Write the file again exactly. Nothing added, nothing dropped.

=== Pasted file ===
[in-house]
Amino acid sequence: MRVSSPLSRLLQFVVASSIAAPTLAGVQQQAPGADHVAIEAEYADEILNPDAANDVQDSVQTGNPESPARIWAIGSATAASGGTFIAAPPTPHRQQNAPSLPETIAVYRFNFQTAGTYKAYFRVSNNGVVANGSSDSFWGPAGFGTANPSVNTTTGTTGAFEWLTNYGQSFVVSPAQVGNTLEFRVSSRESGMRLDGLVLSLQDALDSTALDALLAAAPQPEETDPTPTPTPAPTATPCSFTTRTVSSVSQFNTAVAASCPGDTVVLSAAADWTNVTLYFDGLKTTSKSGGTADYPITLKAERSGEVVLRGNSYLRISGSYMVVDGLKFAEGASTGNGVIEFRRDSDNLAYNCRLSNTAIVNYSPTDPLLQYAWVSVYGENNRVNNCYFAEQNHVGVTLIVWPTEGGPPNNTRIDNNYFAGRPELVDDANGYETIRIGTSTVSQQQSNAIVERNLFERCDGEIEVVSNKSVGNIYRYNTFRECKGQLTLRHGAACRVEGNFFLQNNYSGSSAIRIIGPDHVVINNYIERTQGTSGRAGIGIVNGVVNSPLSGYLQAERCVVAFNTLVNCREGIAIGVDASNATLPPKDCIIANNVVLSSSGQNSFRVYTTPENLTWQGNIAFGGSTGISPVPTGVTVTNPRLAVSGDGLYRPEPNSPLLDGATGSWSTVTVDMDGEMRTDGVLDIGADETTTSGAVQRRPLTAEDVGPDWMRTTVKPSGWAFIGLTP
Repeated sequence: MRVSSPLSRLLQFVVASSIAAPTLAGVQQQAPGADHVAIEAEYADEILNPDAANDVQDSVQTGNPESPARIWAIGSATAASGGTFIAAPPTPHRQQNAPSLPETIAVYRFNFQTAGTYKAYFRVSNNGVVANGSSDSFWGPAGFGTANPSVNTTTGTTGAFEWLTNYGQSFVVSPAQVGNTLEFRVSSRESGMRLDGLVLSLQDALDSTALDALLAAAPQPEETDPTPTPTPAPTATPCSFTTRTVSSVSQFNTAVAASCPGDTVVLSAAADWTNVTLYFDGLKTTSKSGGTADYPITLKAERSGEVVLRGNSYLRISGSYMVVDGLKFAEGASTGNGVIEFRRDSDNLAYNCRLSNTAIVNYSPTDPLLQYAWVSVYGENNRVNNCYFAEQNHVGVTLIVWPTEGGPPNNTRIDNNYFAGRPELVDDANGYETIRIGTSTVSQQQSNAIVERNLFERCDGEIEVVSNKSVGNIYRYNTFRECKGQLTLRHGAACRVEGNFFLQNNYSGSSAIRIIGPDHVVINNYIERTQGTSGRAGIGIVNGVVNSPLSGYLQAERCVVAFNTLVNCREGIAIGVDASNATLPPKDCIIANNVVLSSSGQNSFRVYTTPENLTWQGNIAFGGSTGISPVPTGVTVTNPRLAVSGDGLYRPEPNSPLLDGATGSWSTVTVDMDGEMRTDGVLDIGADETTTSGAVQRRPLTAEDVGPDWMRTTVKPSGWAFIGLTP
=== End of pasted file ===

[in-house]
Amino acid sequence: MRVSSPLSRLLQFVVASSIAAPTLAGVQQQAPGADHVAIEAEYADEILNPDAANDVQDSVQTGNPESPARIWAIGSATAASGGTFIAAPPTPHRQQNAPSLPETIAVYRFNFQTAGTYKAYFRVSNNGVVANGSSDSFWGPAGFGTANPSVNTTTGTTGAFEWLTNYGQSFVVSPAQVGNTLEFRVSSRESGMRLDGLVLSLQDALDSTALDALLAAAPQPEETDPTPTPTPAPTATPCSFTTRTVSSVSQFNTAVAASCPGDTVVLSAAADWTNVTLYFDGLKTTSKSGGTADYPITLKAERSGEVVLRGNSYLRISGSYMVVDGLKFAEGASTGNGVIEFRRDSDNLAYNCRLSNTAIVNYSPTDPLLQYAWVSVYGENNRVNNCYFAEQNHVGVTLIVWPTEGGPPNNTRIDNNYFAGRPELVDDANGYETIRIGTSTVSQQQSNAIVERNLFERCDGEIEVVSNKSVGNIYRYNTFRECKGQLTLRHGAACRVEGNFFLQNNYSGSSAIRIIGPDHVVINNYIERTQGTSGRAGIGIVNGVVNSPLSGYLQAERCVVAFNTLVNCREGIAIGVDASNATLPPKDCIIANNVVLSSSGQNSFRVYTTPENLTWQGNIAFGGSTGISPVPTGVTVTNPRLAVSGDGLYRPEPNSPLLDGATGSWSTVTVDMDGEMRTDGVLDIGADETTTSGAVQRRPLTAEDVGPDWMRTTVKPSGWAFIGLTP
Repeated sequence: MRVSSPLSRLLQFVVASSIAAPTLAGVQQQAPGADHVAIEAEYADEILNPDAANDVQDSVQTGNPESPARIWAIGSATAASGGTFIAAPPTPHRQQNAPSLPETIAVYRFNFQTAGTYKAYFRVSNNGVVANGSSDSFWGPAGFGTANPSVNTTTGTTGAFEWLTNYGQSFVVSPAQVGNTLEFRVSSRESGMRLDGLVLSLQDALDSTALDALLAAAPQPEETDPTPTPTPAPTATPCSFTTRTVSSVSQFNTAVAASCPGDTVVLSAAADWTNVTLYFDGLKTTSKSGGTADYPITLKAERSGEVVLRGNSYLRISGSYMVVDGLKFAEGASTGNGVIEFRRDSDNLAYNCRLSNTAIVNYSPTDPLLQYAWVSVYGENNRVNNCYFAEQNHVGVTLIVWPTEGGPPNNTRIDNNYFAGRPELVDDANGYETIRIGTSTVSQQQSNAIVERNLFERCDGEIEVVSNKSVGNIYRYNTFRECKGQLTLRHGAACRVEGNFFLQNNYSGSSAIRIIGPDHVVINNYIERTQGTSGRAGIGIVNGVVNSPLSGYLQAERCVVAFNTLVNCREGIAIGVDASNATLPPKDCIIANNVVLSSSGQNSFRVYTTPENLTWQGNIAFGGSTGISPVPTGVTVTNPRLAVSGDGLYRPEPNSPLLDGATGSWSTVTVDMDGEMRTDGVLDIGADETTTSGAVQRRPLTAEDVGPDWMRTTVKPSGWAFIGLTP